Matthew: Ownership Of CPL Franchise Not Financially Viable

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By Neto Baptiste

Antigua and Barbuda may never host another franchise team in the Caribbean Premier League (CPL).

This is according to the country’s Minister of Sports, Daryll Matthew, who said government has held recent talks with the owners of one franchise, but that the high cost associated with running the team is a major deterrent.

“One of the existing CPL teams or franchise owners contacted me about the possibility of Antigua taking over the team. They no longer had an interest in having the team based in that country. We had some discussions with them around February or March [2019] to discuss the financial implications of having the team, which is part of the reason why they no longer wanted to host the team. It is just too expensive of an undertaking, both for the country and the franchise owner, to have the team,” he said.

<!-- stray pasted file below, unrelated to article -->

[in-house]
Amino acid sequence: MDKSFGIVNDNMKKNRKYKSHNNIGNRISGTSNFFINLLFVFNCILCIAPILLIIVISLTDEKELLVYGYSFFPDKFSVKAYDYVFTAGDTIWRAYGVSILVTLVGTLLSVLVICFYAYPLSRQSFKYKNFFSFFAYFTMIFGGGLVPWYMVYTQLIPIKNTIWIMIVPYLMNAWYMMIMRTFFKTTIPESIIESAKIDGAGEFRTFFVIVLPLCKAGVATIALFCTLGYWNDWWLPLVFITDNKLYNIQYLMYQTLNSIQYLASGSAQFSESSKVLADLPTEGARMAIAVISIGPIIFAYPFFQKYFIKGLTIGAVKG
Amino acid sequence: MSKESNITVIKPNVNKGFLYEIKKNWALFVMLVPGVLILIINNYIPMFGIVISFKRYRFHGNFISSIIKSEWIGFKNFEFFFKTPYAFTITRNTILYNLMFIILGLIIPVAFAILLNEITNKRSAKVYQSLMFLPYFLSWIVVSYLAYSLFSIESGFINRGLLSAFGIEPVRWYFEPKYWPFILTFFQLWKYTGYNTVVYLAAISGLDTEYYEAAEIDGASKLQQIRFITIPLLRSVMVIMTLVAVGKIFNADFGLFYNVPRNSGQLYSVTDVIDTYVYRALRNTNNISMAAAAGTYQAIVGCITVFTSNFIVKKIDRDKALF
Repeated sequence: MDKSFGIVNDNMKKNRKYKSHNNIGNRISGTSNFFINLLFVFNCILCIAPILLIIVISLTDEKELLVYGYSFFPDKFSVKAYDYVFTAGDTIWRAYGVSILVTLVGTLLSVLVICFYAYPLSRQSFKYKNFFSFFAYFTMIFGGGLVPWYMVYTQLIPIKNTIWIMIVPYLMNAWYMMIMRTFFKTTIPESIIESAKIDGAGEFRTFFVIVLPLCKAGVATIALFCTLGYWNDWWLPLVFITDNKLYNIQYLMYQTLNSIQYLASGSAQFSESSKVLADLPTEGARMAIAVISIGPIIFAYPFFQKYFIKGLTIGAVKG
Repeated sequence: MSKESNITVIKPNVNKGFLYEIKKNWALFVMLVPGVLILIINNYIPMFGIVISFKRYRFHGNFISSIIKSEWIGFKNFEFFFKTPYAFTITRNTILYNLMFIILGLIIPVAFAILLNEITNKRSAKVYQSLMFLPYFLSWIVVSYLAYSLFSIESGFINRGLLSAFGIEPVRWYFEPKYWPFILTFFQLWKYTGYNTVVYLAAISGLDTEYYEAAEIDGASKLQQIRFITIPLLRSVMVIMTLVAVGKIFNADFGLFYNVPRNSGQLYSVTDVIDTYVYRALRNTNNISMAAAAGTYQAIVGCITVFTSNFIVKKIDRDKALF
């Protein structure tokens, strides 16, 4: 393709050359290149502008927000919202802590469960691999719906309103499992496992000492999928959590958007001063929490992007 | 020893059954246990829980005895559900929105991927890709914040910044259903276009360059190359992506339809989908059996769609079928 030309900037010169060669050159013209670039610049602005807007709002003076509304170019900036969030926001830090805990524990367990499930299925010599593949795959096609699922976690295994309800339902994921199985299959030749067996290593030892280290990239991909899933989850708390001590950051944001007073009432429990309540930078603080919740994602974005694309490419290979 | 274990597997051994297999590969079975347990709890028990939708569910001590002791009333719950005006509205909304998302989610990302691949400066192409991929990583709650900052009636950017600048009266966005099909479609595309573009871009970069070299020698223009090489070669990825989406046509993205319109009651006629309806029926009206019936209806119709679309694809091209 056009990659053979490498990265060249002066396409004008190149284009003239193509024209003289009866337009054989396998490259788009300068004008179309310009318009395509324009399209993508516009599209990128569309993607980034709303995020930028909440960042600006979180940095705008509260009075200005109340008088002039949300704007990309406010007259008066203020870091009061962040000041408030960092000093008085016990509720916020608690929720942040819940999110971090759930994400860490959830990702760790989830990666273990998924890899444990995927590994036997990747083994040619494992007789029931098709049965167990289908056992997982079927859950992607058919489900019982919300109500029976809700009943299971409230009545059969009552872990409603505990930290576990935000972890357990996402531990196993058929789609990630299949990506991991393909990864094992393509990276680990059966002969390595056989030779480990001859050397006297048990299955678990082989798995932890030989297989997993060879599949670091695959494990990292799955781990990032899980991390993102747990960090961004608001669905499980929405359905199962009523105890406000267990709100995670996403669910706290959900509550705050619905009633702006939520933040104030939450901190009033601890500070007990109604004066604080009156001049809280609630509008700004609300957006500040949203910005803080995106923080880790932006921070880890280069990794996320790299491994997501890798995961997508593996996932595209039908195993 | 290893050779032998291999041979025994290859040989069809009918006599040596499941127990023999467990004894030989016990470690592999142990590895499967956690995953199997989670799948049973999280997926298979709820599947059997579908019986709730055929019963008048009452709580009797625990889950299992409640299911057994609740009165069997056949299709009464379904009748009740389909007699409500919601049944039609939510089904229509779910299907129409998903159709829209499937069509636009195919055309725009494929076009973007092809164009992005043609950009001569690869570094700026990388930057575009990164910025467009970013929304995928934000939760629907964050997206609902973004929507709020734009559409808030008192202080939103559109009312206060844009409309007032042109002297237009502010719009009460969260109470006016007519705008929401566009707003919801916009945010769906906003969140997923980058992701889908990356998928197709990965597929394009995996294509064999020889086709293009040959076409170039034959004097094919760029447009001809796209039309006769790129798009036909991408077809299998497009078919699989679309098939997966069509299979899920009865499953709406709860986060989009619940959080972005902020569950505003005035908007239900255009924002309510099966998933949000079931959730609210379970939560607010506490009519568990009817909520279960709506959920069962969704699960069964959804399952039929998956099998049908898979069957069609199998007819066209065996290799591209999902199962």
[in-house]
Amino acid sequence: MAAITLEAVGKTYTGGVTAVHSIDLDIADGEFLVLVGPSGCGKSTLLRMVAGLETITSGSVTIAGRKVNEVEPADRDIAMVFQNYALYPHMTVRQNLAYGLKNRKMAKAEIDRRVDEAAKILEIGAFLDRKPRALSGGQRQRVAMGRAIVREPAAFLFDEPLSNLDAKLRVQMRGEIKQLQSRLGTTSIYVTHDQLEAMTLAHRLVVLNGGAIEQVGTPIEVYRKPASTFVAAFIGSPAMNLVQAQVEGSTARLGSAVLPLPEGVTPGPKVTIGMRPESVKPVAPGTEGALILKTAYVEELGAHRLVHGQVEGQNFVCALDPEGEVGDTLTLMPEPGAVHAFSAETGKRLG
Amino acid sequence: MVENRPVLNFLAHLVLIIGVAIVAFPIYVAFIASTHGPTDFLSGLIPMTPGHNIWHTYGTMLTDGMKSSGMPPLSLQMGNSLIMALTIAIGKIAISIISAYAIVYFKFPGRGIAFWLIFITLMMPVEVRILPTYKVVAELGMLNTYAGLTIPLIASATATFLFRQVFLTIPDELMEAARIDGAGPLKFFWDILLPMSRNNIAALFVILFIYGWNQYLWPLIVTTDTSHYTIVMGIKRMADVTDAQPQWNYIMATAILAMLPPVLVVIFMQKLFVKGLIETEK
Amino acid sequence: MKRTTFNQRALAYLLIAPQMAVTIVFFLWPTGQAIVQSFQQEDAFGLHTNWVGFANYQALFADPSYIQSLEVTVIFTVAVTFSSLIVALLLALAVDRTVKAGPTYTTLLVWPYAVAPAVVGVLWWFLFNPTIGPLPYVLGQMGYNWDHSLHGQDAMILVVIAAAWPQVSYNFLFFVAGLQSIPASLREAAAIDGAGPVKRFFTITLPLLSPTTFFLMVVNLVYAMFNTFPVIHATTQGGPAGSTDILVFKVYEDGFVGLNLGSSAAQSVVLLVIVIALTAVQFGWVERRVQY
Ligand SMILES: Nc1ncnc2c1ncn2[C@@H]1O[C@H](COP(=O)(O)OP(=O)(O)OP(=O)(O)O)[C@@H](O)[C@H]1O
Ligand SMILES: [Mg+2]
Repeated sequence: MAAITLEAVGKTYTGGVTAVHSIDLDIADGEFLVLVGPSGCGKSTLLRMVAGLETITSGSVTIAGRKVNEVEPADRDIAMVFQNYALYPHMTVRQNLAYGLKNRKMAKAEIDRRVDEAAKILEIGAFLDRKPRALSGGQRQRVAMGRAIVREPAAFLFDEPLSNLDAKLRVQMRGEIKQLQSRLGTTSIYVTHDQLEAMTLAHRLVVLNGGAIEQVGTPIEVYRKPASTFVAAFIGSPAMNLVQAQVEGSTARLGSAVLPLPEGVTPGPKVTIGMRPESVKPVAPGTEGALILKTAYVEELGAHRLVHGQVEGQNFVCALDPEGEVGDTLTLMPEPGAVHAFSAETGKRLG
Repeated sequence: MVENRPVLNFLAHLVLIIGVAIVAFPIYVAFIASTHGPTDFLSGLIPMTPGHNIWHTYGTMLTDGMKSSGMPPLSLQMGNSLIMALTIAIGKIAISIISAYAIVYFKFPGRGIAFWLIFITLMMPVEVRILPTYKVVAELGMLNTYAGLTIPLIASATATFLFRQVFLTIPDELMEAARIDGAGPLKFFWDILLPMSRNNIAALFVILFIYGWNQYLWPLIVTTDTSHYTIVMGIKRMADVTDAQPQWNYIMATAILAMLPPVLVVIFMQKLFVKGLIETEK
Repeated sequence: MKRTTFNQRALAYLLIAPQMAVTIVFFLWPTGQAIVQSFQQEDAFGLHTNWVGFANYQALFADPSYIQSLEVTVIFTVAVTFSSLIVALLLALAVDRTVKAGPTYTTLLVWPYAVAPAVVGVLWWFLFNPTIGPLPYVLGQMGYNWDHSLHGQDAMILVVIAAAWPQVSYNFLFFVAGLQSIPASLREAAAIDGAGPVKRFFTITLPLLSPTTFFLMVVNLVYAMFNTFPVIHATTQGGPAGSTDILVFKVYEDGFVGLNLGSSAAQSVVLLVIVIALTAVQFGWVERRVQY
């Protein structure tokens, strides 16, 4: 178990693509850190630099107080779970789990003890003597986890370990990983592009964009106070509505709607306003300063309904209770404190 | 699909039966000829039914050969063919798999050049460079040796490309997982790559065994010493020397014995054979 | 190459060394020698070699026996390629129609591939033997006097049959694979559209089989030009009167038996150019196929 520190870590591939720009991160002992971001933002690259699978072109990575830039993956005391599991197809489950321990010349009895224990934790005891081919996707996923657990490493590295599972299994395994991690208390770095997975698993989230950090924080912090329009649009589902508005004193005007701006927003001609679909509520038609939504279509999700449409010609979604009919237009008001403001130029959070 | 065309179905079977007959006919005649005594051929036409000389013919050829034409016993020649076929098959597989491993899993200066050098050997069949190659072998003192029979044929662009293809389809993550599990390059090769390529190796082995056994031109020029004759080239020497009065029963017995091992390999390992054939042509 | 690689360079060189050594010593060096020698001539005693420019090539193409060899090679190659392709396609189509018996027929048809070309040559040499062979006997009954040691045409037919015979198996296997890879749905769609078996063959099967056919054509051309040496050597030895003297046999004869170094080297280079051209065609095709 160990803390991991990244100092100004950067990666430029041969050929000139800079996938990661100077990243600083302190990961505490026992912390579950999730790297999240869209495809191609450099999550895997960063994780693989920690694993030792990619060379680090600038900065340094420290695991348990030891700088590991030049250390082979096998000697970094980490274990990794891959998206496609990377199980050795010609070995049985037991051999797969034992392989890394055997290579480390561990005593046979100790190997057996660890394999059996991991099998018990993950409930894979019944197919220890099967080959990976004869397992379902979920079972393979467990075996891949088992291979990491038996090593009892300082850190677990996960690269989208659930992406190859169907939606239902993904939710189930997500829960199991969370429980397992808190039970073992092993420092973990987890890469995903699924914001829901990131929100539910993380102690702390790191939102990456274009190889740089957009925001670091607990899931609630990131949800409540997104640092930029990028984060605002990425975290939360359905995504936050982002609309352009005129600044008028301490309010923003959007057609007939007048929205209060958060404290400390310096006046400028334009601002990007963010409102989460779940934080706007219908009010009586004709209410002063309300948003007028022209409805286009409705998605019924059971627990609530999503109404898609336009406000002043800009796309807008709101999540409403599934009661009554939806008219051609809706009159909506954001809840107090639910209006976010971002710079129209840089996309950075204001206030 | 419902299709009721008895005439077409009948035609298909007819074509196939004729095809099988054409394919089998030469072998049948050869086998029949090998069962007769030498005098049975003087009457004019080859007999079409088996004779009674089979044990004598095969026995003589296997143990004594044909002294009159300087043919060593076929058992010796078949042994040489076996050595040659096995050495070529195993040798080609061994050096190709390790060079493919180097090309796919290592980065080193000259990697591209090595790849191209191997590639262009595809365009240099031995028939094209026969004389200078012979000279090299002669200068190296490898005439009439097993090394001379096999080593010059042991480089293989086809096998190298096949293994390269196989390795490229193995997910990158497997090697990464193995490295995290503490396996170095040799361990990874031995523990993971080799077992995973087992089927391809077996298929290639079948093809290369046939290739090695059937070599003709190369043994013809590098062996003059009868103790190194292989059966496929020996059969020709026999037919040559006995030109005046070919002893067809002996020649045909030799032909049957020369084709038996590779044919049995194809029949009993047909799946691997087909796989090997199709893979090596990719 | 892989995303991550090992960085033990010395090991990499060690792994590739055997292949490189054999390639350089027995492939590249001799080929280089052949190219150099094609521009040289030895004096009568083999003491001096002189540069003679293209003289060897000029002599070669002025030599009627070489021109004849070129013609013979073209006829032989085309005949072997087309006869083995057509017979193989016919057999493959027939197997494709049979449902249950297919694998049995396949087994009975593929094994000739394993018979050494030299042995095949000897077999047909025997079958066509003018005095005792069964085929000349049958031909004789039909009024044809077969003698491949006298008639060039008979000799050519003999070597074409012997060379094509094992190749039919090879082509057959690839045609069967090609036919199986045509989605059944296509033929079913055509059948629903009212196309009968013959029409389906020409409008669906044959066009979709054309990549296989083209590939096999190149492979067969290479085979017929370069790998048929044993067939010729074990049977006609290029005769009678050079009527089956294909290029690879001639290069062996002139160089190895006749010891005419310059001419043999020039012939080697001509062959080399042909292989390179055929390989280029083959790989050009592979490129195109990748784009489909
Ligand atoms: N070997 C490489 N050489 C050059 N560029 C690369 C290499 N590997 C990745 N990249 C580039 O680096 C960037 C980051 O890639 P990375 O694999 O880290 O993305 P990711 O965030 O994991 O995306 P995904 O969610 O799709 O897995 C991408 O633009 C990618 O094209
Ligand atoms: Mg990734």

Although Matthew did not reveal which of the CPL franchises he met with, sources have said that owners of the Jamaica Tallawahs have been in negotiations with a number countries as they are no longer interested in hosting the team.

Matthew said he did take the offer up the ladder for vetting and that financing was listed amongst the major concerns.

“I discussed it with the Prime Minister [Gaston Browne] at the time and he indicated that under these circumstances it is just not financially practical for us to take on a CPL team and the associated expenses that comes along with it. We looked at what’s happening next door in St. Kitts and there is a nice, feel good vibe and persons are going out to watch cricket and whatever. The national mood is on a high but behind the scenes someone has to pay those bills and we believe that initiatives like opening a university here in Antigua and Barbuda, we prefer to spend the money on things like that,” he said.

It was revealed in 2015 that the Antigua Hawksbills would not take part in the CPL after the government said it could no longer financially support the franchise.

It was also revealed in 2015 that the government still had an outstanding debt to the CPL to the tune of $200,000. Matthew, when asked, could not verify whether or not that debt had been paid.

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